Hayek, F. A. (1945). “The Use of Knowledge in Society.” American Economic Review, 35(4): 519-530.

 

Separating Trend from Cycles

Hodrick, Robert J., and Edward C. Prescott (1997). “Postwar U.S. Business Cycles: An Empirical Investigation.” Journal of Money, Credit and Banking, 29(1): 1-16.

 

The Term Structure of Interest Rates

Estrella, Arturo, and Mary R. Trubin (2006). “The Yield Curve as a Leading Indicator: Some Practical Issues.” Current Issues in Economics and Finance, FED New York.

A webpage on the yield curve: FED New York.

 

The Crisis of 1929

Bernanke, Ben S. (2002). “The Great Contraction, Remarks.” A speech during a seminar in honor of Milton Friedman in his 90th anniversary.

Cole, Harold L., and Lee E. Ohanian (2004). “New Deal Policies and the Persistence of the Great Depression: A General Equilibrium Analysis.” Journal of Political Economy, 112(4): 779-816.

 

The Crisis of 2008 and the Debt Crisis

Acharya, Viral; Stijn van Nieuwerburgh; Matthew Richardson; and Lawrence White (2011). Guaranteed To Fail: Fannie, Freddie and the Debacle of Mortgage Finance. Princeton University Press.

Cochrane, John (2010). “Lessons from the financial crisis.” Regulation 32(4): 34-37.

Diamond, Douglas W.; and Philip H. Dybvig (1983). “Bank Runs, Deposit Insurance, and Liquidity.” Journal of Political Economy, 91(3): 401-419. See also: Douglas W. Diamond (2007). “Banks and Liquidity Creation: A Simple Exposition of the Diamond-Dybvig Model.” Economic Quarterly, 93(2): 189-200.

Diamond and Kashyap on the Recent Financial Upheavals. (On Moodle.)

Kroszner, Randall S.; and William Melick (2009). “The Response of the Federal Reserve to the Recent Banking and Financial Crisis.” Working Paper.

Lucas, Robert E. (2009). “In Defence of the Dismal Science.” The Economist, Aug 6th 2009. (On Moodle.)

Reinhart, Carmen, Jacob F. Kirkegaard, and M. Belen Sbrancia (2011). “Financial Repression Redux.” Finance and Development (IMF), June 2011.

 

Labor Taxes and the Economy

Clement, Douglas (2003). “European Vacation: Why Americans Work More Than Europeans.” The Region, December 2003.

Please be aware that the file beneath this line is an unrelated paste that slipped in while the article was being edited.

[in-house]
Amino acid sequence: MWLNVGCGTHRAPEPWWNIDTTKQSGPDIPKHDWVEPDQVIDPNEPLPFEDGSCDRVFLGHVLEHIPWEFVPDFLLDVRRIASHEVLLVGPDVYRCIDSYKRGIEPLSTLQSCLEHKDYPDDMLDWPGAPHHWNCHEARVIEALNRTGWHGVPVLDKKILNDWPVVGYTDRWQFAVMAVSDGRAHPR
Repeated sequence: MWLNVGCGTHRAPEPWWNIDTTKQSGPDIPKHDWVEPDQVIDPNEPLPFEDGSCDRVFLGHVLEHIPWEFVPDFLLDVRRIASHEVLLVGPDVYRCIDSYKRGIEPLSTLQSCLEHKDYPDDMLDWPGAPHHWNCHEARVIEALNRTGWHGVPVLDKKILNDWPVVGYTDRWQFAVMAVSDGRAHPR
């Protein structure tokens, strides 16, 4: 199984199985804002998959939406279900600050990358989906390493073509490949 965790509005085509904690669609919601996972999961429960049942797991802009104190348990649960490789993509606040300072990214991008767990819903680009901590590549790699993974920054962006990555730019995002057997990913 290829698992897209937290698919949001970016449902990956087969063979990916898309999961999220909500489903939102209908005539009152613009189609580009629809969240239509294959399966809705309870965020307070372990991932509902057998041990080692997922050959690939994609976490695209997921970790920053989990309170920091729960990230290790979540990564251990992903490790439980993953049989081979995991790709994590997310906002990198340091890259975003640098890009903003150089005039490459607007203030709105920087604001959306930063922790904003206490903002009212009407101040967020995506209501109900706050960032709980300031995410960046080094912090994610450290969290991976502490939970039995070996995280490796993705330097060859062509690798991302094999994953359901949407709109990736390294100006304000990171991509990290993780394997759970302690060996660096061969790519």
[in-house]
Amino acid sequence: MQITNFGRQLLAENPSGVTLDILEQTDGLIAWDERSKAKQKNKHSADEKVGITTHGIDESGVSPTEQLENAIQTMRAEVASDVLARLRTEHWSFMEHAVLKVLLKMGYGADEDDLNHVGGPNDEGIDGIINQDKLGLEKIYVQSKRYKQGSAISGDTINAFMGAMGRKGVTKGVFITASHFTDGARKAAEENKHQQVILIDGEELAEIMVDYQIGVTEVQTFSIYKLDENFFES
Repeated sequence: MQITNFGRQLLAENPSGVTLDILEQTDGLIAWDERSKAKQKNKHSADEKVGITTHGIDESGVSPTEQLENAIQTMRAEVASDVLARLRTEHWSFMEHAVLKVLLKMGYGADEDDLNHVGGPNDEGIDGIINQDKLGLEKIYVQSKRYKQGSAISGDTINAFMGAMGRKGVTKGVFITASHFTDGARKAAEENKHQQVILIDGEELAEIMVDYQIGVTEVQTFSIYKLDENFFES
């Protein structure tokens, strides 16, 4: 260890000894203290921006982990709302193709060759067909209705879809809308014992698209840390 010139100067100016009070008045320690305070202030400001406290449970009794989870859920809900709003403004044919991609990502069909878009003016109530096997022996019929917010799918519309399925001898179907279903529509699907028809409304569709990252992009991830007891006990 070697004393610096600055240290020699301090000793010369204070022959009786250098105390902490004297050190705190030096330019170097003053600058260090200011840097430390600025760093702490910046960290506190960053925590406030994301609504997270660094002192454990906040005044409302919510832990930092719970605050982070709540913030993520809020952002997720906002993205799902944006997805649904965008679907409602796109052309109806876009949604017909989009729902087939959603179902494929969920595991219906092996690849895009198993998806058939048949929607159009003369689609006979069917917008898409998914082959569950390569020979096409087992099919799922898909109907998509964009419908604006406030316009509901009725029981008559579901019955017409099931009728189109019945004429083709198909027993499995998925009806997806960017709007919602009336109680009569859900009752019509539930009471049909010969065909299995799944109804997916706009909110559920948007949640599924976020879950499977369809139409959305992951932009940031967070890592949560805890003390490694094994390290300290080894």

Rogerson, Richard (2006). “Understanding Differences in Hours Worked.” Review of Economic Dynamics, 9(3): 365-409.

Silva, Andre C. (2005). “Taxes and Labor Supply: Portugal, Europe, and the United States.” III Conference Desenvolvimento Económico Português no Espaço Europeu. A technical version of this paper, with additional results, is here.

 

Interviews

Barro, Robert (2005). Interview. The Region, FED Minneapolis, September 2005. Public deficit, economic growth, inflation targeting and other topics.

Bernanke, Ben S. (2004). Interview. The Region, FED Minneapolis, June 2004. On October 2005, Bernanke was appointed chairman of the Federal Reserve System.

Fama, Eugene (2007). Interview. The Region, FED Minneapolis, December 2007. Asset pricing, financial crises, efficient markets and many other issues.

Hansen, Lars P. (2015). Interview. The Region, FED Minneapolis, December 2015. Asset pricing and uncertainty.

Sargent, Thomas (2010). Interview for The Region, FED Minneapolis, September 2010. Financial crises, macroeconomics, and other issues.

 

Books

Allen, Franklin, and Douglas Gale (2007). Understanding Financial Crises. Clarendon Lectures in Finance, Oxford University Press.

Bodie, Zvi, Alex Kane, and Alan J. Marcus (2014). Investments, 10th Global Ed. MacGraw-Hill.

Cochrane, John (2005). Asset Pricing, Revised Ed. Princeton: Princeton University Press.

Farmer, Roger E. H. (2010). How the Economy Works. Oxford: Oxford University Press.

Ilmanen, Antii (2011). Expected Returns: An Investor's Guide to Harvesting Market Rewards, Wiley.

Malkiel, Burton G. (2003). A Random Walk Down Wall Street. New York: WW Norton.

 

Reports

BlackRock Investment Institute

J.P. Morgan

Morgan Stanley: Global Economic Forum

 

Data

Estatísticas do Banco de Portugal—national accounts, interest rates, money and other statistics for Portugal

Instituto Nacional de Estatística—data for Portugal

 

Bureau of Economic Analysis—national accounts and other statistics for the U.S.

Bureau of Labor Statistics—labor market data

Congressional Budget Office—data on the US federal budget.

Department of the Treasury (U.S.), Office of Debt Managementadditional data on interest rates

 

FRED—a very useful dataset, from the Federal Reserve Bank of Saint Louis

 

OECD—data for OECD countries

Penn World Table—for international comparisons of GDP data

 

Central Banks

Banco de Portugal

European Central Bank

United States: Board of Governors of the Federal Reserve System

Minutes from the Federal Open Market Committee meetings

 

Associations

American Economic Association

For Graduate Students

American Finance Association

 

NBER—recent research and data. Look for the Working Papers of the Asset Pricing group

Asset Pricing

Corporate Finance

Economic Fluctuations and Growth

Monetary Economics

 

Other Resources and Blogs

Cooley-Rupert Economic Snapshot: U.S., Europe

John Cohrane’s - The Grumpy Economist

John Taylor’s - Economics One

WSJ Real Time Economics

 

SSRN page